彩票代理

Govt plea for closure on Italian marines’ case: SC to hear victims’ kin on compensation first

作者:admin 2020-08-08

Hindustantimes          

The Supreme Court on Friday asked the central government to ensure that families of the two Indian fishermen killed by Italian marines off the coast of Kerala in 2012 are adequately compensated if the government wants to close the proceedings before the top court and the criminal trial pending before the special court in Delhi.

A bench headed by Chief Justice of India (CJI), SA Bobde said that it will dispose of the case only after the families of the victims are heard and given compensation.

“We expect you to pay adequate compensation. You will have to bring the cheque here. We will then dispose of the case,” the CJI said.

The central government moved the Supreme Court on July 3 stating that it has agreed to accept and abide by the award passed on May 21 by the Permanent Court of Arbitration (PCA) at Hague in Netherlands. It requested that the proceedings pending before top court in relation to the incident be closed.

The Supreme Court, on Friday, noted that the victims’ families are not party to the case before the Supreme Court.

“Victims’ families are not parties here. But they are appearing before the special court in Delhi (which is conducting the trial). We will not pass an order without hearing victims’ families,” the court said.

It granted one week’s time to the central government to file an application making the families party to the case before Supreme Court. The matter will be now be heard after a month.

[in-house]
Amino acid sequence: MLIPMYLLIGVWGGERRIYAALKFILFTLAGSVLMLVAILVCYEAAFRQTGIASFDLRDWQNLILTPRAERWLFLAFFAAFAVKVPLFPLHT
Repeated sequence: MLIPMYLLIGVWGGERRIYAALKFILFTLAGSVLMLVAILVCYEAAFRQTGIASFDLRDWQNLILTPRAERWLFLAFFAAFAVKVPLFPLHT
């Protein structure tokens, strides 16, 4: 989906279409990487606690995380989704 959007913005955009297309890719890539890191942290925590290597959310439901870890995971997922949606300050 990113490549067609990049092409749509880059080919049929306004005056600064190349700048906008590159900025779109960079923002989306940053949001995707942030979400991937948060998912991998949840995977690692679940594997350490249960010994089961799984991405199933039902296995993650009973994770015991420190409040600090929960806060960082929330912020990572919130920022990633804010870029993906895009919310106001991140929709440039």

The case pending before the Supreme Court is an appeal filed by the two marines, Massimiliano Latorre and Salvatore Girone, against a May 2012 judgment of the Kerala high court which held that Kerala had jurisdiction to try them. The high court ruled that the marines enjoyed no state immunity since their act of shooting at the fishermen was in defence of neither the vessel nor the state.

The trial against the marines, which was initially proceeding in Kerala, was later shifted to Delhi in 2013 where it went on till the Supreme Court stayed it in 2015 after taking note of the proceedings pending before the tribunal.

The two marines, accused of killing fishermen Ajesh Binki and Valentine Jalastine, crew members of the fishing boat St Anthony, were granted conditional bail by India’s Supreme Court and allowed to return to Italy in 2014 and 2016. The marines shot the fisherman under the mistaken impression that they were pirates. Their ship then tried to make a getaway but was intercepted by the Indian coast guard.

The arbitral proceedings before PCA were instituted under United Nations Convention on Law of Seas (UNCLOS) on June 26, 2015 after Italy served notice on India under the UNCLOS. UNCLOS is an international agreement that defines the rights and responsibilities of nations with regard to their conduct and use of world seas and oceans and management of marine natural resources.

The arbitral tribunal ruled on May 21 that the marines enjoyed immunity since they were exercising official functions in their capacity as Italian state officials when the incident occurred. It, therefore, ordered India to stop criminal proceedings against them.

The tribunal, however, also ruled that Italy violated India’s right to navigation by firing at the fishing boat , and said that the country would have to compensate India for loss of life and damage to property.

“The Republic of India has taken a decision to accept and abide by the award passed by the (arbitral) tribunal which would have the bearing on the continuance of present proceedings before the Supreme Court. The applicant (central government) is, therefore, placing the award on record with a prayer that the proceedings with regard to the incident dated February 15, 2012 be disposed of in conformity with the Award passed by the tribunal”, the application filed by centre before the Supreme Court said.

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